Tanzania in tight election

Tanzania in tight election

DAR ES SALAAM. — Tanzanians started voting in presidential and general elections yesterday, in what is expected to be the tightest race in the history of east Africa’s most populous country. Long lines of voters began gathering hours before dawn in the main city of Dar es Salaam, with centres there opening on time at 7am and queues moving quickly. Analysts say the presidential race pits John Magufuli of the long-ruling Chama Cha Mapinduzi (CCM), seen as the narrow favourite, against former Prime Minister Edward Lowassa, a CCM stalwart who recently defected to the opposition Chadema, heading a coalition of parties.

Both have spent the past two months flying by helicopter across the huge country wooing voters, holding colourful rallies with thousands of flag-waving supporters.

Analysts have warned that the unusually tight race could spark tensions, with the opposition providing the first credible challenge to the CCM since the introduction of multi-party democracy in 1995. “I want to lead the country to development and good welfare,” Magufuli said in one of his final campaign speeches.

“Everyone deserves a better life irrespective of his or her political inclination.” Many believe 55-year old Magufuli – currently minister of works, for which he earned the nickname “The Bulldozer” – will face a tough challenge from Lowassa (62). Lowassa was prime minister from 2005 until his resignation in 2008 over corruption allegations that he denies and has spent years being one of the CCM’s strongest supporters, but on the campaign trail he has called for an end to the party’s rule.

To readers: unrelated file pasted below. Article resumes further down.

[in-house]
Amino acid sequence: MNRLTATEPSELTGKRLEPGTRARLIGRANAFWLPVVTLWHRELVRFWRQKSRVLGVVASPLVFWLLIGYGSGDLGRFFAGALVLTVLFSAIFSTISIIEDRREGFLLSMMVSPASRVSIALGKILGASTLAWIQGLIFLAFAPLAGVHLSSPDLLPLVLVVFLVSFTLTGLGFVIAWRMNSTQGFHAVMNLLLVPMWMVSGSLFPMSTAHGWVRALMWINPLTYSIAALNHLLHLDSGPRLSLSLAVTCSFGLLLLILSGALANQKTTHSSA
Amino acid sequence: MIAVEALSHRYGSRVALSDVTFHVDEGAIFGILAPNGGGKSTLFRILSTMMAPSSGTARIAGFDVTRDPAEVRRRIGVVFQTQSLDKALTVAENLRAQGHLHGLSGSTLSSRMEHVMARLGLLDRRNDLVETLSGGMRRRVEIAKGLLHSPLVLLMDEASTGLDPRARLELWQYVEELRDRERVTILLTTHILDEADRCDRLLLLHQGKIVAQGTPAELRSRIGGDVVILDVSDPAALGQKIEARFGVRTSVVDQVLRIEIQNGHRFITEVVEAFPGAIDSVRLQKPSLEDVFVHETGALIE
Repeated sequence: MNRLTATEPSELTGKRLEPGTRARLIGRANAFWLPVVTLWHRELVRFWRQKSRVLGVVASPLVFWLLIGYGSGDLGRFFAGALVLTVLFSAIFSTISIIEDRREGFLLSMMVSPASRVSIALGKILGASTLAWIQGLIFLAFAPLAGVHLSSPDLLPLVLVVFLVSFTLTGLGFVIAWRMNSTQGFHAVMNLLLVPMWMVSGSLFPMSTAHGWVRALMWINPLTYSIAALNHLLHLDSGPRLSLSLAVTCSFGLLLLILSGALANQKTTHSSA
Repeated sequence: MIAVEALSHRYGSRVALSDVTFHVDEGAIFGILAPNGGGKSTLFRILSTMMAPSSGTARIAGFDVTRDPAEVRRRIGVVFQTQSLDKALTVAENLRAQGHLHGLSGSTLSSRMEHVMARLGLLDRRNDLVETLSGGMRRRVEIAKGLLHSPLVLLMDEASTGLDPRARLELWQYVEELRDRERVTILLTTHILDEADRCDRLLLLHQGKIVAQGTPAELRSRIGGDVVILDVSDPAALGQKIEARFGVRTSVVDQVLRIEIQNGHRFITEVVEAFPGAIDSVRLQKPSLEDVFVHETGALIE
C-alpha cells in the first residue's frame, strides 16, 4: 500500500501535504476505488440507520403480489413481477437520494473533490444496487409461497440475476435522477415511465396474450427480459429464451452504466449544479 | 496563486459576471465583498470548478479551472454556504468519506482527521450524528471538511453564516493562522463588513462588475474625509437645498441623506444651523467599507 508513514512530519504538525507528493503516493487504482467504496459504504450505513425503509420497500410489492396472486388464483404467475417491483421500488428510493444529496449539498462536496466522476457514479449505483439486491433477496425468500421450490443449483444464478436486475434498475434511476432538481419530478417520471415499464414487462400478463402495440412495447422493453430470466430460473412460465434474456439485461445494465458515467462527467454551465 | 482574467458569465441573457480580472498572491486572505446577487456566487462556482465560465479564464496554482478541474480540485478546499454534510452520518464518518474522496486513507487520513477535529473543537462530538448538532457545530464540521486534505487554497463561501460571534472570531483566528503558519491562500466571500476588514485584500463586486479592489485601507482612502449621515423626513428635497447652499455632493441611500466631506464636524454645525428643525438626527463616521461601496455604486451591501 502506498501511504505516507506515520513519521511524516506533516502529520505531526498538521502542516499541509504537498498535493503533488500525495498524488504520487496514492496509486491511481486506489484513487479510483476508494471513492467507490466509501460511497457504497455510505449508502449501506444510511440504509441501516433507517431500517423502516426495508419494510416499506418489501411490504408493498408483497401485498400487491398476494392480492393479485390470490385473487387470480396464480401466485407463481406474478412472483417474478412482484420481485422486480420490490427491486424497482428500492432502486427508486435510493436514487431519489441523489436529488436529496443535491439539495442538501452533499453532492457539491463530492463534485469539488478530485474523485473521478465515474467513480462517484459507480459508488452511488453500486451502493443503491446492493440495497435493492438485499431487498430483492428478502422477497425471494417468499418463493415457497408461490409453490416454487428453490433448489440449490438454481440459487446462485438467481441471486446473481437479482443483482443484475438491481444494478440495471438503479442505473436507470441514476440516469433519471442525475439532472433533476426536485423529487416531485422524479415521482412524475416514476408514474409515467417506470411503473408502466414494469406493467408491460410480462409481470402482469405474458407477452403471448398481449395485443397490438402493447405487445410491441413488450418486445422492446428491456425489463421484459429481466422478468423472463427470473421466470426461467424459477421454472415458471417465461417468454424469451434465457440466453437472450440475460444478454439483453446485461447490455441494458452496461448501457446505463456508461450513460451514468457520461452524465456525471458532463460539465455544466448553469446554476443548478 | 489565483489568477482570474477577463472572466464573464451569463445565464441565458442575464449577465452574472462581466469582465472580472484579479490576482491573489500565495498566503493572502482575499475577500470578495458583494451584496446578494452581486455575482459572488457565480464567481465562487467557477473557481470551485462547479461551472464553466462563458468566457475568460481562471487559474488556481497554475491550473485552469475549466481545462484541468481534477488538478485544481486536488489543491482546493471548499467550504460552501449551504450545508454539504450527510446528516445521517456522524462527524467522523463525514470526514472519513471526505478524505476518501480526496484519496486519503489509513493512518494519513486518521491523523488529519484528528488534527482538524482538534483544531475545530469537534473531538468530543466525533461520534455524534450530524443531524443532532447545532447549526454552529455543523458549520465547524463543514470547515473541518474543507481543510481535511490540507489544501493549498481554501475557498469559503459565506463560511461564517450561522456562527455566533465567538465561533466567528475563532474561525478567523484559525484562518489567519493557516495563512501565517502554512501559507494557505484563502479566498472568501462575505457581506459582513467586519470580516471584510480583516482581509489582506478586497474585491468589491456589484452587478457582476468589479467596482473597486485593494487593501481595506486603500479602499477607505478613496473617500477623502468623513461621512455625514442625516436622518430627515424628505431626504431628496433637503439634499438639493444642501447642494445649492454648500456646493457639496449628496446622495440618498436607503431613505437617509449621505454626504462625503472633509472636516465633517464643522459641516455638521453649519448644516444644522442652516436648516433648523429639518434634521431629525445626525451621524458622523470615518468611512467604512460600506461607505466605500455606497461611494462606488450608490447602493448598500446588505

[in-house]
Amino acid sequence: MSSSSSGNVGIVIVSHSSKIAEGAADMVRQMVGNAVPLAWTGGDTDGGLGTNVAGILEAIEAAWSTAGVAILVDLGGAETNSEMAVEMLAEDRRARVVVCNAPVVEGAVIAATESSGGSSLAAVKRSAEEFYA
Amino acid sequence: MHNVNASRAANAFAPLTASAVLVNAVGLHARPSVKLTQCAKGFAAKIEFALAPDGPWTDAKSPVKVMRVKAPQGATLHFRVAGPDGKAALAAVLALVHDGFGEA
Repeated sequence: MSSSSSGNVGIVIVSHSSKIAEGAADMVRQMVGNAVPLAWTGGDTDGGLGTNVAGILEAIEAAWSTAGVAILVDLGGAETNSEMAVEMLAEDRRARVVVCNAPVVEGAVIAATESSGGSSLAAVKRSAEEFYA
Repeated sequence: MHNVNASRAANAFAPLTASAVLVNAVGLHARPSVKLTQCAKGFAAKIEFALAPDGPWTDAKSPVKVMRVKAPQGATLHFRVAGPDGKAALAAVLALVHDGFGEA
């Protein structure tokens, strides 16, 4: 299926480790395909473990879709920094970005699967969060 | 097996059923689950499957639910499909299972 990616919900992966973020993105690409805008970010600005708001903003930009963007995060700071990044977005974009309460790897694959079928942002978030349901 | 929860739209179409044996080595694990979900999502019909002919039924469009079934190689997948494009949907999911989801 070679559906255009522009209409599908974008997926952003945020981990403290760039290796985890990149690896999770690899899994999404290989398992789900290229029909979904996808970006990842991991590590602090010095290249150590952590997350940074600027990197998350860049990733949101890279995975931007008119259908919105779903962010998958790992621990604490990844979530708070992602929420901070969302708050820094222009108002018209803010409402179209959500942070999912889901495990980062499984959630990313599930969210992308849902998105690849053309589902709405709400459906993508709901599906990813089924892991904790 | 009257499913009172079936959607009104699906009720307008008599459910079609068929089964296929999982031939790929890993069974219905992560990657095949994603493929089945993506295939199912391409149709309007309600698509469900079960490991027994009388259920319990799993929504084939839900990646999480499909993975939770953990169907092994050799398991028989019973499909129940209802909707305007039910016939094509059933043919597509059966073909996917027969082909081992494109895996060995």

“This regime has outlived its usefulness,” Lowassa said at his final rally late Saturday, repeating his calls to “kick CCM out of office, the regime that has failed the nation for all the 54 years it has been in office.”

Lowassa, who cast his vote in the remote centre at Ngarash, in the northern Arusha district, said he was “confident of winning” as he called on people to “vote peacefully.” — Daily Nation.

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